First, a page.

A German man disappeared in Colorado’s Rocky Mountain National Park 38 years ago. Now National Park Service officials believe they have found his remains in an area torched first by the Cameron Peak Fire, then by the East Troublesome Fire.
Rudi Moder vanished on Feb. 13, 1983 after departing the Zimmerman Lake Trailhead on Colorado Highway 17 near Cameron Pass. The seasoned mountaineer never returned. On Feb. 19, his roommate reported him missing. But more than a foot of snow fell in the mountains that night, complicating search efforts.
The searchers did manage to find Moder’s food cache at the mouth of Box Canyon. Then they found a snow cave along with Moder’s sleeping bag and gear. But that was the most they could unearth of Moder’s whereabouts, despite searching throughout that spring and summer.
Flash forward to summer of last year.
“In mid-August of 2020, skeletal remains were discovered by a hiker in the Skeleton Gulch area, near avalanche debris,” the NPS said in a recent press release. “This summer, park rangers further searched the scene and found skis, poles and boots, along with remains of personal items believed to belong to Moder. The FBI Evidence Response Team assisted park rangers with the recovery of remains.”
The Grand County Coroner’s office tried to identify the remains using dental records. But the findings were inconclusive. So now NPS officials are working with Germany on the case, notifying Moder’s family and continuing the dental record analysis.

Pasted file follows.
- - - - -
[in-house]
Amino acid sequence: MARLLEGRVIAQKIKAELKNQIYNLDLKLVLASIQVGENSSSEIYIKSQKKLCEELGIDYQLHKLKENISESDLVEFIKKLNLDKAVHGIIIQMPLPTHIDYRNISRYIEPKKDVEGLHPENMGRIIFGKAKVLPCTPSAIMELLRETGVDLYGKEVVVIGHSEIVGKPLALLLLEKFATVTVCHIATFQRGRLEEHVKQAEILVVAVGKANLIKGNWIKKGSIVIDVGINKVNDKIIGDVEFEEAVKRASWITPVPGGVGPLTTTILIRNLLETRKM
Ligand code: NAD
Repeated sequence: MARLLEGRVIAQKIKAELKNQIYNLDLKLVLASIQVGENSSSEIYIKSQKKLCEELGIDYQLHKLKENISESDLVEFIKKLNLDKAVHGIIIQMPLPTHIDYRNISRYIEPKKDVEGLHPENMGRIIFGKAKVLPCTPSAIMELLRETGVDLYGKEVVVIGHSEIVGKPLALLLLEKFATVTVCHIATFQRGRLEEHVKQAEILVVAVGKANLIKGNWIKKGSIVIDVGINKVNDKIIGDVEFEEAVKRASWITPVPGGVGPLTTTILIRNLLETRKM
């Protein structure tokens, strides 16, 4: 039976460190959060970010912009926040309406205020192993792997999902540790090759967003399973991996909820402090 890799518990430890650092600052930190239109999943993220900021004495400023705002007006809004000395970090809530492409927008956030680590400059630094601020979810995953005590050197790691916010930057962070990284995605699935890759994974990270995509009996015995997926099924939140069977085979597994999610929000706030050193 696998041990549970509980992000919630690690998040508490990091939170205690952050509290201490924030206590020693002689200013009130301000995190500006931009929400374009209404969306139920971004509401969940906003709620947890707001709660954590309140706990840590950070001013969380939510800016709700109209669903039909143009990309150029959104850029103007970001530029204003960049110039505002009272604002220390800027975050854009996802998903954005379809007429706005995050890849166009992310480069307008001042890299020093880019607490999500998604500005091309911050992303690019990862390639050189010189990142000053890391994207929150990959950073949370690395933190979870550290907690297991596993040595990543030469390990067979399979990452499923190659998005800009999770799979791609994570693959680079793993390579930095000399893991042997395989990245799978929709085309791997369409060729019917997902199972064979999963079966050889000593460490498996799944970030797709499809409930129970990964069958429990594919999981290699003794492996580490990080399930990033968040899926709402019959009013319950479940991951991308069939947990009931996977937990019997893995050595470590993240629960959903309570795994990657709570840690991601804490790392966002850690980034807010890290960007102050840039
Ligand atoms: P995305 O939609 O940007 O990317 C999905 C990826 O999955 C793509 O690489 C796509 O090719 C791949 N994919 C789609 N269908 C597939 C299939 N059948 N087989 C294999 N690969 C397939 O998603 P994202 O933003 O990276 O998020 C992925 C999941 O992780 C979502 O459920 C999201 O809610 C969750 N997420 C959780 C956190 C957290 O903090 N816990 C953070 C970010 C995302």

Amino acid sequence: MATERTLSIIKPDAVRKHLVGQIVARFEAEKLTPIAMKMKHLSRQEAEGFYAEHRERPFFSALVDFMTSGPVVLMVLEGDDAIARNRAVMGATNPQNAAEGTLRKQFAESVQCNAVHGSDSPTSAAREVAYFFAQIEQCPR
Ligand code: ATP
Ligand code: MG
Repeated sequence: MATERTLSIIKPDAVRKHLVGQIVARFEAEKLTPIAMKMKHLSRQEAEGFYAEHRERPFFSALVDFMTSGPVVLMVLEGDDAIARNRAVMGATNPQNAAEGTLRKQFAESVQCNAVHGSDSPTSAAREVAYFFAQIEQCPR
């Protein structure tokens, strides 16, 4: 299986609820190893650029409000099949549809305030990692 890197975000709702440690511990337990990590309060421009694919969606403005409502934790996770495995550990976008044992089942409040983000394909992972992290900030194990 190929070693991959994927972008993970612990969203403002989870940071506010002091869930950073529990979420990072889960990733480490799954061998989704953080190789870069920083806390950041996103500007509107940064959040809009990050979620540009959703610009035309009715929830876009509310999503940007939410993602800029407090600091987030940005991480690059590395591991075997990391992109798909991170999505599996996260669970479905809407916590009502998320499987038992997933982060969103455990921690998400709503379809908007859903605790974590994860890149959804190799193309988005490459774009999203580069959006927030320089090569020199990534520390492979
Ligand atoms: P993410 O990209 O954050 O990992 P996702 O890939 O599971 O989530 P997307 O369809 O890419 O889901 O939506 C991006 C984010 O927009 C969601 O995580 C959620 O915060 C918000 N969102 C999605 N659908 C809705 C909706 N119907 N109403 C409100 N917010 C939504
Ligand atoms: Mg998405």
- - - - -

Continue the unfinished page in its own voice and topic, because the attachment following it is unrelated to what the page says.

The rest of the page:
Last Summer’s Investigation Cut Short by Rocky Mountain National Park Wildfires
The efforts to investigate were foiled by two wildfires that tore through the area. First came the Cameron Peak Fire, which began on Aug. 13, 2020 and burned through roughly 208,913 acres before firefighters contained it on Dec. 2, 2020.
By the time it subsided, the Cameron Peak Fire had burned a path through the Arapaho and Roosevelt National Forests and Rocky Mountain National Park. The cause of the fire remains under investigation, according to the Incident Information System.
The East Troublesome Fire, meanwhile, was also one of the largest wildfires in Colorado history. Together with the Cameron Peak Fire, it burned nearly 30,000 acres within Rocky Mountain National Park. In total, 9 percent of the park went up in flames, per the NPS.
The wildfire started on Oct. 14, 2020 in Arapaho National Forest. Thanks to high winds and low humidity, the fire spread quickly, ultimately torching 193,812 acres. By Nov. 30, 2020, firefighters had it contained, but not before it had destroyed or damaged 366 homes and 214 commercial structures.
Luckily for Moder’s family, after both wildfires died down, park rangers were able to return to the area and resume their search. Their ultimate goal is to repatriate Moder’s unearthed remains to Germany for burial.